In September 2017, the American Public Works Association's Accreditation Council determined that Clark County Public Works had completed the necessary work to become an accredited agency for the next four years, until September 2021.
Clark County Public Works is the 129th agency to achieve APWA Accreditation.
Accreditation is the process a Public Works agency goes through to comply with recommended practices, as established by Public Works professionals working with APWA.
Clark County Public Works started the three-year process in fall 2014 by documenting how the department's policies, procedures and other work complies with more than 400 required practices.
These practices cover a gamut of issues, including emergency management, safety, engineering, project management, parks maintenance, traffic operations, bridges, street maintenance and snow removal and ice control.
Accreditation requires an agency address specific requirements, but the agency has broad latitude to determine how to comply with the requirement. For example, Clark County Public Works is required to have a snow and ice control plan, but the department determines what level of plowing and other winter road work to provide.
Benefits of achieving APWA Accreditation include:
- Evaluating operations and making improvements
- Refining and documenting concise policies and procedures
- Ensuring consistent and comprehensive practices
- Encouraging continuous improvement
- Capturing institutional knowledge and memory
- Learning from other Public Works professionals
- Receiving recognition as a well-run, elite department
Other agencies in Washington that have been accredited include Clark Regional Wastewater District, as well as Public Works departments in Kitsap, Pierce and Thurston counties and in the cities of Anacortes, Bellevue, Shoreline and Tacoma.
Clark County Public Works already has started laying the groundwork to be reaccredited in 2021.
Public Works Accreditation
As part of our outreach to the engineering community, John Milne of the Engineering and Construction Division has developed a series of articles, papers and presentations on sustainability for the American Public Works Association (APWA) and their international partner, the Institute of Public Works Engineering Australasia (IPWEA). The materials describe using “entropy-based resource management” as an organizing principle for the development of sustainability strategies. They are intended to stimulate thought and discussion on how public works agencies might work with other partners and disciplines to address the increasing needs for sustainable, resilient infrastructure, and so assure a sustainable economy and environment for our communities.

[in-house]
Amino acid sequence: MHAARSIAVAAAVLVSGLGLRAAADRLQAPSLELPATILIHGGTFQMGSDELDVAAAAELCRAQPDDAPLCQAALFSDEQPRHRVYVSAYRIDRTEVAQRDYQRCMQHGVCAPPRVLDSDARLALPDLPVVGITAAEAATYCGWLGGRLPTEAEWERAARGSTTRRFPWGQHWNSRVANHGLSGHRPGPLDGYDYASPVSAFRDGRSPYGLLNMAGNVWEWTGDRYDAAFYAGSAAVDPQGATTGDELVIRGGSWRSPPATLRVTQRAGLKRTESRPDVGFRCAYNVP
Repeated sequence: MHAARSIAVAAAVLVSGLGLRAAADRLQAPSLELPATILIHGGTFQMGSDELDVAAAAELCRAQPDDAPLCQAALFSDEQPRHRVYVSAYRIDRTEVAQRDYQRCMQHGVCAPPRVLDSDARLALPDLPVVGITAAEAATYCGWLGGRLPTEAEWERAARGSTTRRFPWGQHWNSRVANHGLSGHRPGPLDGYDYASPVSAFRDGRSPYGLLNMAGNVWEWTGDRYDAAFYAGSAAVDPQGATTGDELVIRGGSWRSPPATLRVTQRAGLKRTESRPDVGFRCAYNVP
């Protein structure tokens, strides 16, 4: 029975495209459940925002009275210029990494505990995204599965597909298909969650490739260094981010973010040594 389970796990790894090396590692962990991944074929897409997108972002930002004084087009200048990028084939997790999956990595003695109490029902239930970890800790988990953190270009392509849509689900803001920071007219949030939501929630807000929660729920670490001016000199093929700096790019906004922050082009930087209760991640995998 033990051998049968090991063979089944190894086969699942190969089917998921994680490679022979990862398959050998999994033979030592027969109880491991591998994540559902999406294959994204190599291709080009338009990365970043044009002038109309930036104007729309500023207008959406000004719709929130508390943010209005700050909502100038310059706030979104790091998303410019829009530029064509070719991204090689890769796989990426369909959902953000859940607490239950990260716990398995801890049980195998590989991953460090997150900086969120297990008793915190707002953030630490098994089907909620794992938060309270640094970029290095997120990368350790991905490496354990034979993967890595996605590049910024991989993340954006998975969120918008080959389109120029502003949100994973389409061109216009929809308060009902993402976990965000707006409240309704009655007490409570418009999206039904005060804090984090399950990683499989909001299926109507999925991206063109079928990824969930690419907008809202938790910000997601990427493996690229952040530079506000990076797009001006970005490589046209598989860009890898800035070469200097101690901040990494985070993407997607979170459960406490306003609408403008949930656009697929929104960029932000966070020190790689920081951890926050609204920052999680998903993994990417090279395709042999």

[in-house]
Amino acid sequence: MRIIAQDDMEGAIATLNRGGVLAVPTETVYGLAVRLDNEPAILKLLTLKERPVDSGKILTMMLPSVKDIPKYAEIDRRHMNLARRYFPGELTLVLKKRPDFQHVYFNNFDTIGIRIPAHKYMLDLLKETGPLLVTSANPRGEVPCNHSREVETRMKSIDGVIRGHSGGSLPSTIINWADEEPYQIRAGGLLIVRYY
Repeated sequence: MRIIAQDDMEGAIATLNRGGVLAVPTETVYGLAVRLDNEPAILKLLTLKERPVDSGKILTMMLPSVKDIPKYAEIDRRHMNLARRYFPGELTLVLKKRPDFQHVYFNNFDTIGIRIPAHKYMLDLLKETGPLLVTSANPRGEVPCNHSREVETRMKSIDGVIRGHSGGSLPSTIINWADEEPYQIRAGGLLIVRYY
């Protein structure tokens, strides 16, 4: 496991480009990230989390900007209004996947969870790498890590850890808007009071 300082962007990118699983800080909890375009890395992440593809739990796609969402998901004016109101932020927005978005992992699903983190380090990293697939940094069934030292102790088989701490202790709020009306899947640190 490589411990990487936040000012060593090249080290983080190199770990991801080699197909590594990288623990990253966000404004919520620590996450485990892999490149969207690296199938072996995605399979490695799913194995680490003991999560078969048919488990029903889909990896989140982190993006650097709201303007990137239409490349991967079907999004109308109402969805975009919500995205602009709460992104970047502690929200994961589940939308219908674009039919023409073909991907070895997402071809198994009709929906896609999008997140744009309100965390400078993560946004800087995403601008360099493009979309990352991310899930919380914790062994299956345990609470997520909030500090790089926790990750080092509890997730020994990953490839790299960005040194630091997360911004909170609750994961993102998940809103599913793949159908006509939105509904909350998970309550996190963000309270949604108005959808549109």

The articles are best read in the order listed, with the first articles introducing the concept. The later articles provide more detail along with some work examples, if needed.
Center for Sustainable Infrastructure, Evergreen State College
- “Developing Sustainable Strategies through Entropy-Based Resource Management”. Center for Sustainable Infrastructure (CSI) Blog, 2018 (PDF)
Institute of Public Works Engineering Australasia (IPWEA)
- “Sustainability; Life, Liberty and the Pursuit of Negative Entropy”. IPWEA Technical Paper, 2017. (PDF)
- “Sustainability; Life, Liberty and the Pursuit of Negative Entropy”. IPWEA conference presentation, 2017. (PDF)
American Public Works Association (APWA) Washington state
- “Sustainability; Life, Liberty and the Pursuit of Negative Entropy; Parts I-IV”. APWA Washington Magazine article series, 2013-2020. (PDF)
- “Sustainability? Think Negative Entropy”; APWA International Congress presentation, 2015. (PDF)
- “Watersheds and Fish; Time for a Public Option?” APWA Washington conference presentation, 2014. (PDF)
John can be reached for questions, or for additional material, at firstname.lastname@example.org